"You've got to start with the external view. Our job is to make sure that when we sell to our customers, they want to keep coming back for more and more," Pat said. "Because we are delivering — over-delivering in most cases — on what we promise them, based on what matters to them."
That's the most crucial part, he says. It's not about what we think matters or why we think something should matter. It can be easy to get caught up in theories about what should work and what a use case should be, or what features should be there, rather than what matters to the customer at the end of the day.
"The other aspect is the internal one, which is, 'we are all there to do business, and we're all there to help close deals and to get customers to renew,'" he said.
"Those two lenses are super important because what I've seen in the past is a very myopic focus on one of them and a very high level of aggravation that occurs when that one level of focus is not replicated across the entire business."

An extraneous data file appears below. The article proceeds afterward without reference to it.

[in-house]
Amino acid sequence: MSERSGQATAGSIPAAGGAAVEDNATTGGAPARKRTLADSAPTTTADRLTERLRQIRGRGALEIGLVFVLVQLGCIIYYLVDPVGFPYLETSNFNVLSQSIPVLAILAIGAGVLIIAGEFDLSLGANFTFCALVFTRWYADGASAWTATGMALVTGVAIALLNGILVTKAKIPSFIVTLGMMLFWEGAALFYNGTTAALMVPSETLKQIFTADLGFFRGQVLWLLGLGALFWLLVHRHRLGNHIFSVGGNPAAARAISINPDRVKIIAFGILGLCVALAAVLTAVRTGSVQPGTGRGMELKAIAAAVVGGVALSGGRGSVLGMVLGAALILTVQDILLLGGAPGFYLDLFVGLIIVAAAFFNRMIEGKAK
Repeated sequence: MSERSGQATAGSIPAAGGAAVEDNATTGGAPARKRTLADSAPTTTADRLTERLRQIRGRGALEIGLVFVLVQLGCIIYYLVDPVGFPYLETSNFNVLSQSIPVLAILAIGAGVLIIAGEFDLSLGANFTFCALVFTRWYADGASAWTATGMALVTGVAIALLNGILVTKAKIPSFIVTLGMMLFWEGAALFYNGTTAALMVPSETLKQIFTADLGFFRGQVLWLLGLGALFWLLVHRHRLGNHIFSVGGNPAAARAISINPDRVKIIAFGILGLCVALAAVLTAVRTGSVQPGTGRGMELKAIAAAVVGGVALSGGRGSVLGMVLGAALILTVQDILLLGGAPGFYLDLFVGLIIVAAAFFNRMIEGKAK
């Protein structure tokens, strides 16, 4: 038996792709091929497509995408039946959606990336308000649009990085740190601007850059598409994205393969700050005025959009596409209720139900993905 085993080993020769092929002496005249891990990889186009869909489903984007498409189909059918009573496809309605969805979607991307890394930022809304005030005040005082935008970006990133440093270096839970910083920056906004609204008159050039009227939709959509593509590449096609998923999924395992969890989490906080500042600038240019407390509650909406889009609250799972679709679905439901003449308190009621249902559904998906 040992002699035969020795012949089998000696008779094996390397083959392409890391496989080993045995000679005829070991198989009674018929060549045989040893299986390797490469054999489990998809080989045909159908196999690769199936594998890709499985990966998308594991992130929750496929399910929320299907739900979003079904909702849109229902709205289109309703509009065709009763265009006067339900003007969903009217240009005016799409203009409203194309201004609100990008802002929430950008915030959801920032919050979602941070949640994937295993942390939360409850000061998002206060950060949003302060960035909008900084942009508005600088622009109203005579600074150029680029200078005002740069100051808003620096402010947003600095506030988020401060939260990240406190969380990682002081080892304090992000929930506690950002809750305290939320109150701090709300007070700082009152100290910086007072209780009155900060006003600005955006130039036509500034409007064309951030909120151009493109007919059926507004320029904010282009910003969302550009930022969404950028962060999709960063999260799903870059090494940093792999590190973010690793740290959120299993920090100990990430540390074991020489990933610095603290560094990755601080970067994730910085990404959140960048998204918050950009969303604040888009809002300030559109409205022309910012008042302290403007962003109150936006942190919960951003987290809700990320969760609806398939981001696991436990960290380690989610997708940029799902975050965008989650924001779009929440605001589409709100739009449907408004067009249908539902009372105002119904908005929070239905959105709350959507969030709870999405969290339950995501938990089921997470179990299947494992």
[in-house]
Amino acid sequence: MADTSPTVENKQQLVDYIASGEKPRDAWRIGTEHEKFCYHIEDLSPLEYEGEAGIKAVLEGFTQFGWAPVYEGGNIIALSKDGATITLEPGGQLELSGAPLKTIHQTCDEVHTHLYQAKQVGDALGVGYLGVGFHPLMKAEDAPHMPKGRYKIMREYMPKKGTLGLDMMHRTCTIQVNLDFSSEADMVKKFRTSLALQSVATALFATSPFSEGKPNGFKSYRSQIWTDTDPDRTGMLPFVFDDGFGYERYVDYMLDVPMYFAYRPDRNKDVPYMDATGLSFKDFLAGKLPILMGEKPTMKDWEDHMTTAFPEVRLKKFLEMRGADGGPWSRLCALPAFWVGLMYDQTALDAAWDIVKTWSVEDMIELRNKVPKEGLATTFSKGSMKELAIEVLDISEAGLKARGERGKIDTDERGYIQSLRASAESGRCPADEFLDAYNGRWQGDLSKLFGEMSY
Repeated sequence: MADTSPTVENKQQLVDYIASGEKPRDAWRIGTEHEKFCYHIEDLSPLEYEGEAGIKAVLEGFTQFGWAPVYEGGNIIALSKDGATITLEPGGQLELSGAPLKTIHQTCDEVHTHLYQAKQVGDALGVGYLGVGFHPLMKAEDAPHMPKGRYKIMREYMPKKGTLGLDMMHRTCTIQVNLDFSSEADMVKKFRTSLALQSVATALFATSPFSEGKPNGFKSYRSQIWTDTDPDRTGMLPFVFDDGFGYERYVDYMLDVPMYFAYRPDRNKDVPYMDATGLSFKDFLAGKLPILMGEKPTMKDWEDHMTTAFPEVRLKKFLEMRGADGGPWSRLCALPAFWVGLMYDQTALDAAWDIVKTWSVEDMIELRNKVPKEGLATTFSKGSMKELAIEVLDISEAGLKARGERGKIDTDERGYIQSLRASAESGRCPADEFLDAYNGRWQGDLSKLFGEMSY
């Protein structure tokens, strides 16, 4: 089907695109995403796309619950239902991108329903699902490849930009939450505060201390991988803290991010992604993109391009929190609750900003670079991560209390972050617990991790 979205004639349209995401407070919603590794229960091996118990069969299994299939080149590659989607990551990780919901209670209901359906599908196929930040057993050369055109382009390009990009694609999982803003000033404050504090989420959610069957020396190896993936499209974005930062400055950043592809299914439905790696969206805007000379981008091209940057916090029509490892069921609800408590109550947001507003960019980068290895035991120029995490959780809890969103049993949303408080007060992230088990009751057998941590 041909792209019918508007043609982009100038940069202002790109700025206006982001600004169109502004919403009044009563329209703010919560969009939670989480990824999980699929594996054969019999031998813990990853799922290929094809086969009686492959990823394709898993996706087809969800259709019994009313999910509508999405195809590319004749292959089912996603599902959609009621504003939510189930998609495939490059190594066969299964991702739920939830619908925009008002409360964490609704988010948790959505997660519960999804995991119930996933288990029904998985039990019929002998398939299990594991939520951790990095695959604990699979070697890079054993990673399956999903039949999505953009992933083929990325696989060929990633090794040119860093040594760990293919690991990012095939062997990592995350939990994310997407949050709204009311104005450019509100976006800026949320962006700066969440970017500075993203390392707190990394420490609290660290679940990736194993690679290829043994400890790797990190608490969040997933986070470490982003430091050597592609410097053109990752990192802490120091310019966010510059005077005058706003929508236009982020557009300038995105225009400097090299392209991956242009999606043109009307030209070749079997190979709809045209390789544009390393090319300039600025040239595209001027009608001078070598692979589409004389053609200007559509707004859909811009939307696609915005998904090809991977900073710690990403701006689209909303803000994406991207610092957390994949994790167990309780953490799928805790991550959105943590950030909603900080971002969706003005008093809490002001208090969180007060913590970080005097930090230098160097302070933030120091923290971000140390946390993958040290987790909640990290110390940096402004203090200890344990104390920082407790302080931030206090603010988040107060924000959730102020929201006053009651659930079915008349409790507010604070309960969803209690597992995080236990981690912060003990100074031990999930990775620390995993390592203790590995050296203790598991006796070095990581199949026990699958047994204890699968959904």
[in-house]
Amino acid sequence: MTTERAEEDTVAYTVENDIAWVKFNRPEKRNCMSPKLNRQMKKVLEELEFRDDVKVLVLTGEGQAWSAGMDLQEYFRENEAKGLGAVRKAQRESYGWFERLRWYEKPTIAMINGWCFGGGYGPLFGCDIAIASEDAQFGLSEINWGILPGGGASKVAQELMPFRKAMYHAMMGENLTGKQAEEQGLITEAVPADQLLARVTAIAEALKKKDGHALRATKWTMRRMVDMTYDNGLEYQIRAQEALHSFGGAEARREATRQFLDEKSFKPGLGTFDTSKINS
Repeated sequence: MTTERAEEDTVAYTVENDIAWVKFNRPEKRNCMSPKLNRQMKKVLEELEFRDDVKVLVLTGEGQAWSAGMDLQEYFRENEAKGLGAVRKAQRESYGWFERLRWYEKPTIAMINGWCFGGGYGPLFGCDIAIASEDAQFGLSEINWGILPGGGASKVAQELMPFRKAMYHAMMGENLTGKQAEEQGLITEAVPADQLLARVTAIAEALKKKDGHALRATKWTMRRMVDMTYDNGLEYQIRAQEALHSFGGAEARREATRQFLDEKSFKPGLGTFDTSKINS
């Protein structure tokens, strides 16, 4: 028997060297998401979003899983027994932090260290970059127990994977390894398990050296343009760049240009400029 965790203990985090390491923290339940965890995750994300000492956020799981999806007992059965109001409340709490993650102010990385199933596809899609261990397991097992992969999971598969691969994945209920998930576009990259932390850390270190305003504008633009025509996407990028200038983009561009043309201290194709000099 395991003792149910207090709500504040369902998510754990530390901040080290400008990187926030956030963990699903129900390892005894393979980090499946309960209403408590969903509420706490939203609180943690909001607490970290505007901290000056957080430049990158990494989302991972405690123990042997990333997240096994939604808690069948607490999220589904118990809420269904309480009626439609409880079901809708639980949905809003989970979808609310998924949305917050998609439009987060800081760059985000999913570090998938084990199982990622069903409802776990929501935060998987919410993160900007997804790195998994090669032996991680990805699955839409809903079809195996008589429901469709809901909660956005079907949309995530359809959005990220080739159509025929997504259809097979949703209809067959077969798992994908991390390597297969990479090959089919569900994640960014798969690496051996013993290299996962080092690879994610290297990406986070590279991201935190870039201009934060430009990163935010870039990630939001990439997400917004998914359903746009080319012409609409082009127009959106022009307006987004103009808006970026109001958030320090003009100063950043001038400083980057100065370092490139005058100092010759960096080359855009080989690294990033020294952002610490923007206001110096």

When it comes to a lack of representation of CS at the board level. Pat says it’s all about the evolution of the role
Over time, sales leaders developed the requirements, needs, and understanding of what a CRO does.
"If you go back 20 years ago, the first thing most people would hire was multiple reps and just let them out and let them go wild. And then eventually they realized, 'oh crap, we need a manager.' We need some structure around this." he said. "And then that manager became three, which led to a VP and so on. These things don't happen overnight."
Consider the history of the chief marketing officer. Over the last two or three years, product and marketing are becoming so intertwined that it's inspiring this shift into a chief growth officer mode. The same thing is happening for CS.
"CS is moving more into competing with professional services as a discipline, and maybe support, too. Eventually, people realize these three or four customer-facing elements need to level up into a role that is actually in charge of making sure that the customer is at the heart of the business."